Winners and Losers in International Trade: The Effects on U.S. Presidential Voting | E-Axes
 

Search
Login
Username:
Password:
Not a member yet? Click here.
Forgot your Password?
Archives - Categories
Home
On Inequality
On the Eurozone Debt Crisis
On Monetary Policy and Central Banking
On Global Economic Growth
On the Greek Debt Crisis
On the Banking and Financial Sectors
On Brexit
On China
On India
On Global Inflation
On Currencies
On the US Debt
On the "Economics" of the Arab Spring
Blogs
Working Papers
Books
Books suggested by members



Winners and Losers in International Trade: The Effects on U.S. Presidential Voting

date Date: January 1, 2016
date Author(s): J. Bradford Jensen, Dennis P. Quinn, Stephen Weymouth
date Affiliation: Georgetown University
Abstract

This paper studies how international trade influences U.S. presidential elections. We expect the positive employment effects of expanding exports to increase support for the incumbent’s party, and job insecurity from import competition to diminish such support. Our national-level models show for the first time that increasing imports are associated with decreasing incumbent vote shares, and increasing exports correlate with increasing vote shares for incumbents. These effects are large and politically consequential. We also construct U.S. county-level measures of employment in high- and low-skill tradable activities. We find increases in incumbent vote shares in counties with concentrations of employment in high-skilled tradable goods and services, and decreases in counties with concentrations of employment in low-skilled manufactured goods. Incumbent parties are particularly vulnerable to losing votes in swing states with high concentrations of low-skilled manufacturing workers with increasing trade exposure. Thus there is an Electoral College incentive to protect this sector.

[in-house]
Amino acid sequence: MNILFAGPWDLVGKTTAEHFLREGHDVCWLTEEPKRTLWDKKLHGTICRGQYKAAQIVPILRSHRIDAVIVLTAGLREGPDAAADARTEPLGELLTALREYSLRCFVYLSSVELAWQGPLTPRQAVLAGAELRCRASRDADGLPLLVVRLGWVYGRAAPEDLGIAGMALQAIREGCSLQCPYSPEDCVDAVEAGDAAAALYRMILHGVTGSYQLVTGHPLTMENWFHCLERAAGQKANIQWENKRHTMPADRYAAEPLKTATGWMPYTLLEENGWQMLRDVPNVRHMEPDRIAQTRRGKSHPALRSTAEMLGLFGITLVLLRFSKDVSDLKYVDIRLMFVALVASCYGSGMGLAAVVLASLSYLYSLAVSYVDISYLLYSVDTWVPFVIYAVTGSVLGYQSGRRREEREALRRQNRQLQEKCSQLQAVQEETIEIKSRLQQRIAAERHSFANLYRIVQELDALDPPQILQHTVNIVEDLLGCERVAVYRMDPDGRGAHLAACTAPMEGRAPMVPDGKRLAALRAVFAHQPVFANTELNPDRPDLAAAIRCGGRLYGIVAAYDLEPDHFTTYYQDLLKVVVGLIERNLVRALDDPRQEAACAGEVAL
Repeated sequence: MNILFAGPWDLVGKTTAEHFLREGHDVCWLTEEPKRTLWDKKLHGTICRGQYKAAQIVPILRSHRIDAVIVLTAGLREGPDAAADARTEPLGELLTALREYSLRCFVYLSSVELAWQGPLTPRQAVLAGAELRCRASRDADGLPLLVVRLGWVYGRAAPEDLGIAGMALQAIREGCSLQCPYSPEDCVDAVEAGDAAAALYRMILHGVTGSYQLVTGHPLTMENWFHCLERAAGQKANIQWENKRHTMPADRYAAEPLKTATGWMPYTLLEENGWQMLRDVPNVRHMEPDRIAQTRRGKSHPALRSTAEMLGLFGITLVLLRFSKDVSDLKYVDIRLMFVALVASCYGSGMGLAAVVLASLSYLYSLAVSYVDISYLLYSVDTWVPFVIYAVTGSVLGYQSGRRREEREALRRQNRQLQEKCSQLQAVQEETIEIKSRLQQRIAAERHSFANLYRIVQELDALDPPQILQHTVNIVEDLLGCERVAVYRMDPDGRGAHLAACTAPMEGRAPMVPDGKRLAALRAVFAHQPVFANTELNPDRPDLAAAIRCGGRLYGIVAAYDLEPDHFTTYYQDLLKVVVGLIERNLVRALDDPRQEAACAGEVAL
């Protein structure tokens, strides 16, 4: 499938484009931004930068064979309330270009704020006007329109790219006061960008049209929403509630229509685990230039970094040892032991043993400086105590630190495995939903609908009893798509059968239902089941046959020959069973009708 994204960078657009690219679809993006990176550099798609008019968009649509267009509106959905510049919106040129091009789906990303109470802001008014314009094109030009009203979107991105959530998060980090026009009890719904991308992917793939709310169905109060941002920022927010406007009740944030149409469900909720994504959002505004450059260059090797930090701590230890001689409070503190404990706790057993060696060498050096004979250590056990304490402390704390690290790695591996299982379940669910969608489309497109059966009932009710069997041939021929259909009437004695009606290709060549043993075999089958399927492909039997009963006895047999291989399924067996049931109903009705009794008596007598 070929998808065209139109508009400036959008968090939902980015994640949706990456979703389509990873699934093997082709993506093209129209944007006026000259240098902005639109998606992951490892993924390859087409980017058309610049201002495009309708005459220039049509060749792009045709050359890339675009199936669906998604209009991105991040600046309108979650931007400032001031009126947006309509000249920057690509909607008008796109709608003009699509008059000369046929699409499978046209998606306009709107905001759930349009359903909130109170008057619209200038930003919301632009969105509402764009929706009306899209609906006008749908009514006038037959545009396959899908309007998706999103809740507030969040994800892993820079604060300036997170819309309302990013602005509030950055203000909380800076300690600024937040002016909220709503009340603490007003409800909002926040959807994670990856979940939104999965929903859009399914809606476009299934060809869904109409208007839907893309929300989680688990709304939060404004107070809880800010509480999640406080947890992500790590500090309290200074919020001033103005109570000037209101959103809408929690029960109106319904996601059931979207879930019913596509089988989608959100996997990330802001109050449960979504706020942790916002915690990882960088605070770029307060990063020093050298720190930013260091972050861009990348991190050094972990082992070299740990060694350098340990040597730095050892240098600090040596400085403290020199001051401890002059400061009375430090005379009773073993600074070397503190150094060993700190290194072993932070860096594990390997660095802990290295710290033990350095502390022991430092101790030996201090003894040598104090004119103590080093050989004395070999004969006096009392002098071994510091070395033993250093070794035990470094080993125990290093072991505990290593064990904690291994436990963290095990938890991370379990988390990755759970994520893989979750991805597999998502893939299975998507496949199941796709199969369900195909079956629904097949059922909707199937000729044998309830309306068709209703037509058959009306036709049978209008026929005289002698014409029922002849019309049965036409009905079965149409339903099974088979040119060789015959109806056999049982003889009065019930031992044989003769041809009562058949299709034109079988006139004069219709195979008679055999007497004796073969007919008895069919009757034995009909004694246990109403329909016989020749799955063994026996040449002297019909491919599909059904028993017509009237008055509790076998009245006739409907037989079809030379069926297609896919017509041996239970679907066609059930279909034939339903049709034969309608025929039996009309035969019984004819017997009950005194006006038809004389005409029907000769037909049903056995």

Download


© 2011–2017 e-axes. All rights reserved. | Credits | Contact Us | Privacy Statement | Wed 24 Jan, 2018 05:50:07 AM
e-axes is proudly powered by Norder - Creative Solutions